appear to be at the shop for a reason. When they have money, they often
do buy something, but most teens who hang out in shopping venues have
nothing to spend - they simply want a place to hang out with their
friends.

Teens who spend a lot of time hanging out around shopping spaces
begin to know what each store is selling and have a sense of how often
they update their inventory. As Nick (16) explained, "we'll go in the
hat store and look at different kind of hats they got. It's a lot to
do, but sometimes it gets boring 'cause if you go there enough, you
start, 'Oh, I saw that last week. They got the same stuff.' Sometimes
it's really boring to go in there and you see the same stuff over, and
over, and over again." New inventory makes the "task" of window
shopping much more interesting.

While shopping to hang out is a popular American teen past time, it
also has a reputation amongst some parents for being a venue for
troubled kids to gather. In talking with parents, I often heard
references to drugs, alcohol, cigarettes, gangs, and "the wrong crowd"
as reasons for why they did not allow their children to hang out at the
local mall. After intense amounts of pressure from her daughter, one
mother did begin allowing her 14-year old to go with her friends to an
outdoor mall under one condition: she would sit in Starbucks and her
daughter would have to check in every 20 minutes. Not surprisingly, the
daughter was not thrilled, but consented because it was her only
option. Still, many parents refuse to let their kids go to the mall to
hang out.

Teens do lie to their parents to get around this restriction. One
girl told me that she and her friends had their parents drop them off
at the movie theater adjacent to the mall. She would research the movie
ahead of time so that she could report back afterwards. She would walk
into the theater with her friends and wait until her parents left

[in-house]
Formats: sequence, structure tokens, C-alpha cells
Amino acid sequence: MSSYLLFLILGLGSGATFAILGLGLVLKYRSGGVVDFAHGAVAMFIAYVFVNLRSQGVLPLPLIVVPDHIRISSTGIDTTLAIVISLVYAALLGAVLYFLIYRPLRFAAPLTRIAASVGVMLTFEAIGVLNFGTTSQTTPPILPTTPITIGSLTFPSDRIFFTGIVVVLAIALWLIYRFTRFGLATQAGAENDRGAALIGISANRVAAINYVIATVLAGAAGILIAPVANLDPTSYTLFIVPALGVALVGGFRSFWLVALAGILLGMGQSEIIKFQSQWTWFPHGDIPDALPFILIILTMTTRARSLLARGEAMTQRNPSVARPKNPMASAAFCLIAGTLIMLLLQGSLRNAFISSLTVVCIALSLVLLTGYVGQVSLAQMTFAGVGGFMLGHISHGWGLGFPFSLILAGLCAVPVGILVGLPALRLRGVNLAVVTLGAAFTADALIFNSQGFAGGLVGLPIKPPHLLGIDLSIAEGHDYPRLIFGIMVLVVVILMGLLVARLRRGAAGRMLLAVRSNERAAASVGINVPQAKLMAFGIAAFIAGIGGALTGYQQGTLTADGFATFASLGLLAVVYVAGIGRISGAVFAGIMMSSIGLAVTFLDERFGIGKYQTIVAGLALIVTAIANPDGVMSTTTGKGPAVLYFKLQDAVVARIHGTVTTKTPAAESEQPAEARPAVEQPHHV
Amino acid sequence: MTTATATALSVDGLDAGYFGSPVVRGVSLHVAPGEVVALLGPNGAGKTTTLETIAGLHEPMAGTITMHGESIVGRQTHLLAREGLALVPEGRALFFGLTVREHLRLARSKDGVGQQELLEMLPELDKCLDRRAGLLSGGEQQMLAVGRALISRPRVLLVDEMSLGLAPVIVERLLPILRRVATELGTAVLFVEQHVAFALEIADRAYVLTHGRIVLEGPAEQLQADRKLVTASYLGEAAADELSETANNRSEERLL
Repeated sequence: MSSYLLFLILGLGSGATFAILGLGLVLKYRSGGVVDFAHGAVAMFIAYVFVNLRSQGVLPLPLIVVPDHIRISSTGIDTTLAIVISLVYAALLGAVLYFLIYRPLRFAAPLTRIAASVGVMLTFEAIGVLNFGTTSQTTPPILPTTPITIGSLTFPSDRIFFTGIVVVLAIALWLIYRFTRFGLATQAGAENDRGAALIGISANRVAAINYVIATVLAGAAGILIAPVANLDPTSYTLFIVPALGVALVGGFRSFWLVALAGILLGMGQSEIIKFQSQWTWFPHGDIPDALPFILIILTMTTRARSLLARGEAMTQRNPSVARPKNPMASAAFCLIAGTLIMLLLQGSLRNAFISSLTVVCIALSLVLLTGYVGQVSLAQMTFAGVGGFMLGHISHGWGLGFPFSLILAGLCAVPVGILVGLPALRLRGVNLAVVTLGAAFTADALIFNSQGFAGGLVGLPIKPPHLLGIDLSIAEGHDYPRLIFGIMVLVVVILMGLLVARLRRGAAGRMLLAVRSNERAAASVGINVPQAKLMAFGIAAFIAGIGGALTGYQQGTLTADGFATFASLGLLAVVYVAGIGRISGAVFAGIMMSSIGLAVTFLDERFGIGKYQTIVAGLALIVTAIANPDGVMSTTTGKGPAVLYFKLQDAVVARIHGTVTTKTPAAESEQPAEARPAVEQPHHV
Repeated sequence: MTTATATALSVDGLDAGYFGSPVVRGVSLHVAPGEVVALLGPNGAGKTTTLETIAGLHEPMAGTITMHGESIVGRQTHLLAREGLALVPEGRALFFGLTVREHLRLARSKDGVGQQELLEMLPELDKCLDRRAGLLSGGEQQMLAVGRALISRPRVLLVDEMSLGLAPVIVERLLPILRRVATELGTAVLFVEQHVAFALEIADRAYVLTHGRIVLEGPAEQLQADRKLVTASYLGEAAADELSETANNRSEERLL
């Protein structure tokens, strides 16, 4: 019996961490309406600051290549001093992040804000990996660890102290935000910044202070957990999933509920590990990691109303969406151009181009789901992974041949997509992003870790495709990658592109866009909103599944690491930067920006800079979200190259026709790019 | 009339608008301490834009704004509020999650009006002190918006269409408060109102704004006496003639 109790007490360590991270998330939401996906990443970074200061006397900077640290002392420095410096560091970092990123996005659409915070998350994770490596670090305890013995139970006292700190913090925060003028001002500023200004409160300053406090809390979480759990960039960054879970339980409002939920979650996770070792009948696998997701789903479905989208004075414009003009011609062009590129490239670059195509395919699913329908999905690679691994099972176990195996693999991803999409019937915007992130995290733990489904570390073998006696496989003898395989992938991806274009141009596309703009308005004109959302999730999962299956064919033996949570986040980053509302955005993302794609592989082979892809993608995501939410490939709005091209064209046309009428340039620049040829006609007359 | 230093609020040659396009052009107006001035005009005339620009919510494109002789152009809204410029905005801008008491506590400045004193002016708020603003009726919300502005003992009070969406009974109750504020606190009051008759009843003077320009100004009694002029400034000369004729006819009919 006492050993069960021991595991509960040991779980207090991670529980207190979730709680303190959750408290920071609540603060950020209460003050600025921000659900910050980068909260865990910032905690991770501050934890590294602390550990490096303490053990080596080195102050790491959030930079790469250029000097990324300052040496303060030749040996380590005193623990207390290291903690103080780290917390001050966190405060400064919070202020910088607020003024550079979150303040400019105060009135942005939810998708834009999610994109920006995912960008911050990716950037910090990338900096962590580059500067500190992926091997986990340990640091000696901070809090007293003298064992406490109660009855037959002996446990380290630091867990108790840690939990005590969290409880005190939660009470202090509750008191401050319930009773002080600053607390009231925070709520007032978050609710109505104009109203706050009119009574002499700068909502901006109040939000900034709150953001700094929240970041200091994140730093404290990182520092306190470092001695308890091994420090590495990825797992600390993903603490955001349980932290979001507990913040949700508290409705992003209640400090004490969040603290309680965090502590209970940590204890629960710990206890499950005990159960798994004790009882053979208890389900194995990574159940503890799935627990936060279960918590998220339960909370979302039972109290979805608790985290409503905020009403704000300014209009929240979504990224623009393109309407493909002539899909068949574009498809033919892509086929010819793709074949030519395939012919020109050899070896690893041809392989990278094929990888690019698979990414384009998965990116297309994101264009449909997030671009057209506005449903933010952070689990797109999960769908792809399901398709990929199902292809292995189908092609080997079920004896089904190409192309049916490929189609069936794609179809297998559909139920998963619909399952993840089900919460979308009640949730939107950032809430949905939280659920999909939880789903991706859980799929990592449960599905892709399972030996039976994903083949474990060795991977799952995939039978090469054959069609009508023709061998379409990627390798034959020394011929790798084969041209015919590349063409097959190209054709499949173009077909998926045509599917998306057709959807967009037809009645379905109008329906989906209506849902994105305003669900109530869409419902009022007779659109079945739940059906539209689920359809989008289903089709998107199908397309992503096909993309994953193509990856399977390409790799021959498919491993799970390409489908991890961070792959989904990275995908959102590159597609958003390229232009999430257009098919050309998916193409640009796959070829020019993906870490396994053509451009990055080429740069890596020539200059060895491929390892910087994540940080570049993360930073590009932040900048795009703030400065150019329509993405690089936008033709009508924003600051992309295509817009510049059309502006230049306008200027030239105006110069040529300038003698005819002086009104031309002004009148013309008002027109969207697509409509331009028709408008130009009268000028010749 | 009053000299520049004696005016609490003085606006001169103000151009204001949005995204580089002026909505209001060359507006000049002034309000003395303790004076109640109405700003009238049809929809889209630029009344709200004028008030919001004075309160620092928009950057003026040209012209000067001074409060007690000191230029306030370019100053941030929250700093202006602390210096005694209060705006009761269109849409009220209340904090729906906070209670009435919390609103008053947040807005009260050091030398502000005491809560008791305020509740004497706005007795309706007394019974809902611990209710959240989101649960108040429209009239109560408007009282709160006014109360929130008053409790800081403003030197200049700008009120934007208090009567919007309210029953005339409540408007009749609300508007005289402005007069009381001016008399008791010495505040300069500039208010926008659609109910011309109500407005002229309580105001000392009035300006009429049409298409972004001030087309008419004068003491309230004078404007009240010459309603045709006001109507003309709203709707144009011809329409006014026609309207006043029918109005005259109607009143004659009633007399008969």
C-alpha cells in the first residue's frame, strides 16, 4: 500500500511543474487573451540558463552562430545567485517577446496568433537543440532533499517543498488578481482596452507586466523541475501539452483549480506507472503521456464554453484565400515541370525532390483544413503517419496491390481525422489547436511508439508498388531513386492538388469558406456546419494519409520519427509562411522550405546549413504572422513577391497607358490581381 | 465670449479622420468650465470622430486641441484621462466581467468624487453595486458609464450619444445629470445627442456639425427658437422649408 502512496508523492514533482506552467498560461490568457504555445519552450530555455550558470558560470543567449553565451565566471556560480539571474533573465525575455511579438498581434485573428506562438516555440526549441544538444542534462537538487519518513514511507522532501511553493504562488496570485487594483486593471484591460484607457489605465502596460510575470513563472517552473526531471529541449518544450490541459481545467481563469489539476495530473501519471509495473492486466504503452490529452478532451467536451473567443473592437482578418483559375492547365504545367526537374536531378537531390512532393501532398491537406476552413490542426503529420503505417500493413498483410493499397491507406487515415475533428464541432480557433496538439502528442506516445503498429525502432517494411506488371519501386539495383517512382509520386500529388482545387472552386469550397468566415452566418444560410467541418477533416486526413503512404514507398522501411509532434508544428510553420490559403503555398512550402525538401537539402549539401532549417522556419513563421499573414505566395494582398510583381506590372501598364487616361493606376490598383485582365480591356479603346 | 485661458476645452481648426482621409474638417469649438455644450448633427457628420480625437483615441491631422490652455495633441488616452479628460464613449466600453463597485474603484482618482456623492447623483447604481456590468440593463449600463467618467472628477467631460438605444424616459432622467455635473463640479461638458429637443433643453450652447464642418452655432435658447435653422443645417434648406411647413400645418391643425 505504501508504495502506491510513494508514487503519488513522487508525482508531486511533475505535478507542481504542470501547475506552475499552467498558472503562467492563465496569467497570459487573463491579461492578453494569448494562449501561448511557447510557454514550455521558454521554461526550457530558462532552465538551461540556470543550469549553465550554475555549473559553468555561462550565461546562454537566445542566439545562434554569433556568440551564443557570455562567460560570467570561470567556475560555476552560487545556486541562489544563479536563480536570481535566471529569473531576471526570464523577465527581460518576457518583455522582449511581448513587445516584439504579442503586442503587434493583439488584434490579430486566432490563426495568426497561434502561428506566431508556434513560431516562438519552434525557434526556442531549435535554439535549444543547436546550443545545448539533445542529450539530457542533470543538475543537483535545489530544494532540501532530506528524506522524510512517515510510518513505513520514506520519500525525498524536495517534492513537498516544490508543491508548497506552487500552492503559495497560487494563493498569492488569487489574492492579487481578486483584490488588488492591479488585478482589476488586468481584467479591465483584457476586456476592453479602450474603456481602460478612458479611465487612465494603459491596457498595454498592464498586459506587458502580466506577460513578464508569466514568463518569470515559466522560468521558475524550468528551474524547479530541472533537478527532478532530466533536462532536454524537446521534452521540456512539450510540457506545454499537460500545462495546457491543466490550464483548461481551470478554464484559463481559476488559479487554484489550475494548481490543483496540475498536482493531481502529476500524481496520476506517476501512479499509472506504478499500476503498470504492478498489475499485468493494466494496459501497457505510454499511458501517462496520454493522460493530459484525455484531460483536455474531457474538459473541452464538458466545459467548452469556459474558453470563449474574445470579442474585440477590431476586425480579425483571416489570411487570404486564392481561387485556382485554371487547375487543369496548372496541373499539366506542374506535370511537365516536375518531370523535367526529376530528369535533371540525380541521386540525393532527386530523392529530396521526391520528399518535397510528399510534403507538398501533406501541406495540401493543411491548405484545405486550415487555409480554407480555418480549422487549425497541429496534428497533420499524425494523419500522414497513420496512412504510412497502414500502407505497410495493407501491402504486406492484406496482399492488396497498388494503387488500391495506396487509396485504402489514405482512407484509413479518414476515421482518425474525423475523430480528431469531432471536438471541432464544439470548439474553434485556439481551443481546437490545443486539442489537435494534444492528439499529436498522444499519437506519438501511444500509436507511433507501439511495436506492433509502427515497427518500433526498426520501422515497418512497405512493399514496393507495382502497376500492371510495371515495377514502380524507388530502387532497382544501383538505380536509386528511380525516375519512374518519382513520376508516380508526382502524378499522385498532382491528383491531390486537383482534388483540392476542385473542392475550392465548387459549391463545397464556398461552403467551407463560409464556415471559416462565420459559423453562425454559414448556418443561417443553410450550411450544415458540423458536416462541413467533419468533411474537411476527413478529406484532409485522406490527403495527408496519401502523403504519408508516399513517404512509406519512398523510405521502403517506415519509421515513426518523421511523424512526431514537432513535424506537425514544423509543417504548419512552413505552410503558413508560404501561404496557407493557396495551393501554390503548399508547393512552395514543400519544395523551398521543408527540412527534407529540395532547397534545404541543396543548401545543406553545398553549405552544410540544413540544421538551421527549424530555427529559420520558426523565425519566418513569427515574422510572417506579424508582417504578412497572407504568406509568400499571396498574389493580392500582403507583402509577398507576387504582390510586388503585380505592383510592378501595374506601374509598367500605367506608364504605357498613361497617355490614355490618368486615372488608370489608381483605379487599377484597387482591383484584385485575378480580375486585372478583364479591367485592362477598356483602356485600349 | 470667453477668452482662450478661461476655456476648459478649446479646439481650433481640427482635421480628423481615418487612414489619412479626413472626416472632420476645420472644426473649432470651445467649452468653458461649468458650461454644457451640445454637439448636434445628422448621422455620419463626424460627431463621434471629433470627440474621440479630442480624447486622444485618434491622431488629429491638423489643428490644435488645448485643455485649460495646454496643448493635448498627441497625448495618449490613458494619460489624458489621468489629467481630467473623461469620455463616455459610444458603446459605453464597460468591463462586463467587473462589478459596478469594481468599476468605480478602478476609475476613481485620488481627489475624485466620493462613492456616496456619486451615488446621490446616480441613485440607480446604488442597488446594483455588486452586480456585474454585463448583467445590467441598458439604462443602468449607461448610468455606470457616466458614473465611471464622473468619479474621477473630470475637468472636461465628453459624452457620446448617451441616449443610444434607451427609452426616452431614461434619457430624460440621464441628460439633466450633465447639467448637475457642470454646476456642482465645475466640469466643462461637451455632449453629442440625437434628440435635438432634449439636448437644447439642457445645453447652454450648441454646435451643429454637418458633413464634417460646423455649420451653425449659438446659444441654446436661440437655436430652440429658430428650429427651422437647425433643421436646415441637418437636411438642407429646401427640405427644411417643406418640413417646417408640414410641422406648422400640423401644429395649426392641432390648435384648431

before going to the mall to meet up with others who had less
restrictive parents. She would make sure to be back at the theater
before the movie finished. This practice is not new to this generation,
but it still highlights how critical shopping venues are for social
gatherings.

Online shops do not have the same hangout appeal and the majority of
teens that I've met who visit them do so with a purpose. They go to buy
something specific and usually with their parents consent because of
the credit card requirements. Online shopping is primarily
task-centric, while offline shopping is primarily social-centric.

All the same, some teens still value consumption as an end in
itself. As Shean (17) explained, "I want to get my own job and start my
own stuff and make my own money, a lot of it, so that I can buy
whatever I want. I want to be one of those people that can just walk in
and say I want that and that and that." To Shean, all that matters is
having the stuff because that's what it means to "live luxurious."

When it comes to teen culture, consumerism is still rampant,
although shopping is primarily about socialization. Aside from how the
mobile phone allows groups to coordinate, technology is not really
altering the tradition of hanging out in consumer places. What it is
altering is the ways in which teens research and purchase things that
they know they want.

Original Post: http://www.zephoria.org/thoughts/archives/2008/01/10/technology_and.html